Thoughts & Musings

2nd Story’s ‘Venus’ dark and delicious

From the explosion of summer theater one show stands out, and that's 2nd Story Theatre's sizzling production of 'Venus in Fur.'

by Channing Gray, Providence Journal
  • 8th June 20158/06/15
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From the explosion of summer theater one show stands out, and that’s 2nd Story Theatre’s sizzling production of “Venus in Fur,” David Ives’ hot new play about a steamy relationship between a theater director and very scary woman who shows up for an audition.

The writing is sharp, slipping in and out of theater and real life, and the very talented Lara Hakeem simply blows the doors off the theater as the mysterious dominatrix, Vanda.

This is one of a pair of two-person plays out there right now, the other being “Rounding Third” at Ocean State Theatre, which is all about the travails of two very different Little League coaches. But Ives is delving much deeper than batting averages.

Thomas, played by a demure Richard Derry, is looking for an actress for his adaptation of a sadomasochistic novel. He’s about to head home to his insecure fiancee when in strolls Hakeem’s Vanda. She’s not down on the schedule, not expected, but she seems to know her way around Thomas’ kinky script.

Thomas, who is due home, agrees to let Vanda read the first few pages, just to be a nice guy. But as the rehearsal unfolds, the two get deeper and deeper into this play about an S&M relationship.

At points they are in character, reading the script, and then they re-emerge as themselves, until Vanda announces, “I don’t think we’re talking about the play any more.”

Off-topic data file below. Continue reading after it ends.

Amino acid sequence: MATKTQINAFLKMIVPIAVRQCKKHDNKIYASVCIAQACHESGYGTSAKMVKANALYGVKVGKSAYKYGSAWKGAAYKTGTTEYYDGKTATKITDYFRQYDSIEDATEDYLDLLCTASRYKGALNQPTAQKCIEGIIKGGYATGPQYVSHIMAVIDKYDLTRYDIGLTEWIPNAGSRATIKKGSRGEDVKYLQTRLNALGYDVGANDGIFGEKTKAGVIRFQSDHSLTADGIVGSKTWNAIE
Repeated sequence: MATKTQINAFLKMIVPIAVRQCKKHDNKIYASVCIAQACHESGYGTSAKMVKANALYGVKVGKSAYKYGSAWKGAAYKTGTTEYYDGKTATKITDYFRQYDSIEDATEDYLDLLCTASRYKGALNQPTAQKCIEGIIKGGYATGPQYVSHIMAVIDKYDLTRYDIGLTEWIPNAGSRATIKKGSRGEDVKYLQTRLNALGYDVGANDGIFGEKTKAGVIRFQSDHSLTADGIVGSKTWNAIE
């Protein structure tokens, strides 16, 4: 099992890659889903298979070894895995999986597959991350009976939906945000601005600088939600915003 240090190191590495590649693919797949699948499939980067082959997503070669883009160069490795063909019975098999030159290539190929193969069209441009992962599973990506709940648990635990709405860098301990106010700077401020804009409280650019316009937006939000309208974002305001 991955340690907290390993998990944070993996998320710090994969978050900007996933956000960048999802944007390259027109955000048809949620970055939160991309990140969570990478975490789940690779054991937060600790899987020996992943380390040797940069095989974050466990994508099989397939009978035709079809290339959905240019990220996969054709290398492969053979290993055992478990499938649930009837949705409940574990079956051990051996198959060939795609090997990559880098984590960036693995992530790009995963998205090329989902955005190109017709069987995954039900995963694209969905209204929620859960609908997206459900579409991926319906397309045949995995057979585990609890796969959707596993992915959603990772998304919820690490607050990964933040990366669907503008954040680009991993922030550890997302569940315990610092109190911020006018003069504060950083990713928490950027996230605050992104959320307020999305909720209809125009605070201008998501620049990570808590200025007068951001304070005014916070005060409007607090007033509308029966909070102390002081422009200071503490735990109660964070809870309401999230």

Hakeem owns this show from her dazzling and very obscene entrance. And then she just lets loose, bouncing from supportive collaborator to menacing adversary all in the same breath. She’s not easy to pin down. Maybe she’s got the hots for Thomas, maybe she wants to tie him up and walk away.

By contrast, Derry seems a little flat. But that’s no doubt the way director Ed Shea saw this man who is under the thumb of his fiancee and hardly a match for Hakeem’s Vanda.

Set designer Max Ponticelli keeps things simple, creating a rehearsal studio with a desk, a couple of chairs and bits of paper strewn about the floor. But it works, because it doesn’t take away from Ives’ brilliant script.

While most of this one-act play takes the form of a cat-and-mouse game, there is no question in the end who is setting the trap and who gets caught.

Perhaps “Venus in Fur” is not your typical summer fare. As Shea said before the start of the show, “This is not your grandmother’s summer stock.”

But it’s such a stunning piece of writing, and Hakeem is so terrific, you don’t want to miss it.

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